I-1082 Would Allow Private Insurers for Workers Comp

Washington is one of only four states in the nation that offers workers compensation insurance only through a government agency.   That could change this November.  Initiative 1082 would allow private insurers to enter the market.   Backers of the measure say the competition would force rates down on a tax that's been going up steadily in recent years.   Opponents say it's a power grab by the insurance industry that could leave injured workers in a lurch.   KPLU business and labor reporter Bellamy Pailthorp has the story.

It's one of those things most people don't spend much time thinking about.  But it affects any employee.  Workers compensation is mandatory insurance for on the job injuries.  Most people have a monthly deduction on their paystubs – employers pay in too.  If you get hurt, the state Department of Labor and Industries will cover your medical bills, possibly some damages and a portion of your salary if you can't work.  Those with permanent disabilities can qualify for pensions.  In return, workers can't sue.  The system was created in the reform era nearly a hundred years ago.  And in recent years, it's come under fire.

"The business community has for years been complaining to the legislature about ongoing problems with how the state administers our workers compensation insurance program," says Patrick Connor, Washington State Director for the National Federation of Independent Business.

"And since we couldn’t get any traction in the legislature, not this year and not in the last ten or twenty years, the business community finally said enough is enough, we're going to take our case to the people."


He says the rates for workers comp have been going up here, while in other states with private competition, they've been going down.  He wants businesses to have a choice about how they insure their workforce. 


"Allow us and our workers the opportunity to shop for better service and better rates.  If you're happy with what you get from the department of labor and industries, fine, stay there. If you want to choose a private carrier, the governor's own budget office says there's going to be 320 out there to choose from."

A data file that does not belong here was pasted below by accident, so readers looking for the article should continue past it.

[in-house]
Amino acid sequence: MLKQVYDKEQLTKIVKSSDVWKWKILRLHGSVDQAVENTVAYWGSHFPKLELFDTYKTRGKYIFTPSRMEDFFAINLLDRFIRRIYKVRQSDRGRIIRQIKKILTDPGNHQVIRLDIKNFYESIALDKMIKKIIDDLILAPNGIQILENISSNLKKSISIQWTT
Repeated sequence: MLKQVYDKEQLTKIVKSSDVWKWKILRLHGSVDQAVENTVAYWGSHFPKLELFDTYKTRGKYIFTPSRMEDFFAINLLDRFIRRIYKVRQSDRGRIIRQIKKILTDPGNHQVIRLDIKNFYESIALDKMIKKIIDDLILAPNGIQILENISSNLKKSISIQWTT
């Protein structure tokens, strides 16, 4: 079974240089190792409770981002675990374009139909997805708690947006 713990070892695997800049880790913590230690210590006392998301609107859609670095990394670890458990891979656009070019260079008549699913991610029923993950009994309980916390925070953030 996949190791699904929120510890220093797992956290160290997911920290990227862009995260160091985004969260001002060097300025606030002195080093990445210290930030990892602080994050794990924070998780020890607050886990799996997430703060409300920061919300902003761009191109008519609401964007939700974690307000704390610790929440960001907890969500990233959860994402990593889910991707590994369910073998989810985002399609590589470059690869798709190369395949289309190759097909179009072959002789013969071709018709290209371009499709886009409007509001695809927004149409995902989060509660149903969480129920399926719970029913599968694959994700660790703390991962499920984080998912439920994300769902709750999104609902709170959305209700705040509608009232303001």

The campaign has attracted big money from insurance companies hoping to get into the market. Liberty Mutual, Hartford Financial and Farmers have together donated more than a million dollars for Initiative 1082.  The Building Industry Association of Washington donated a million and the Boeing Company put in $100,000.  Campaign ads call Labor and Industries a government monopoly; a You-Tube video portrays it as a gangster rapper, burning money on the capital steps.

But what critics call an inefficient government monopoly is to supporters a non-profit safety net that would be damaged by Initiative 1082. Top contributors to the "no" campaign are organized labor and trial attorneys – and they too have spent millions on ads, such as one featuring an injured firefighter, saying workers comp was "there for him" and that "now the big insurance companies are trying to come to Washington and take over our system…"

Insurance commissioner Mike Kreidler is leading the opposition.  He says the initiative would not change the level of benefits required to be paid out under Washington law – which are more generous than many other states.  That means companies that need to make a profit would have to cut corners in other ways.

"The only way an insurance company can really make money in this market is to delay and deny claims.  And that's as – as long as that's the case, it makes me really, very nervous, about that changes, that is could negatively impact both the injured worker and the small employer." 

And he says he doesn't have the same set of tools for regulating workers comp that he has for other lines of insurance such as healthcare or homeowners policies.  So if you were an injured worker fighting to overturn a denied claim, you'd have to get an attorney and it could take 1-3 years working through the process, with no benefits at all.  Kreidler says there wouldn't be much he could do about it.

"If the initiative were to become law, I can't make a company pay a particular claim.  I have to show a pattern and practice on the part of that company.  And even if I show a pattern and practice on the part of that company, the maximum I can fine that company is $10,000."

He suspects many insurers would pay the fine without changing their behavior.  But supporters of 1082 say the measure would create a legislative task force to work on setting up better consumer protections and prevent harm to workers. And they point out that even with rates that have been going up already, L and I is underfunded and -- according to the state auditor -- headed toward insolvency, unless it raises rates even more. 

In the end, it's a question of what you trust: a government-run system that no one denies urgently needs reform, or free market forces and the changes private competition would bring. 

For more information:

Yes on I-1082: www.saveourjobswa.com

No on I-1082: www.voteno1082.com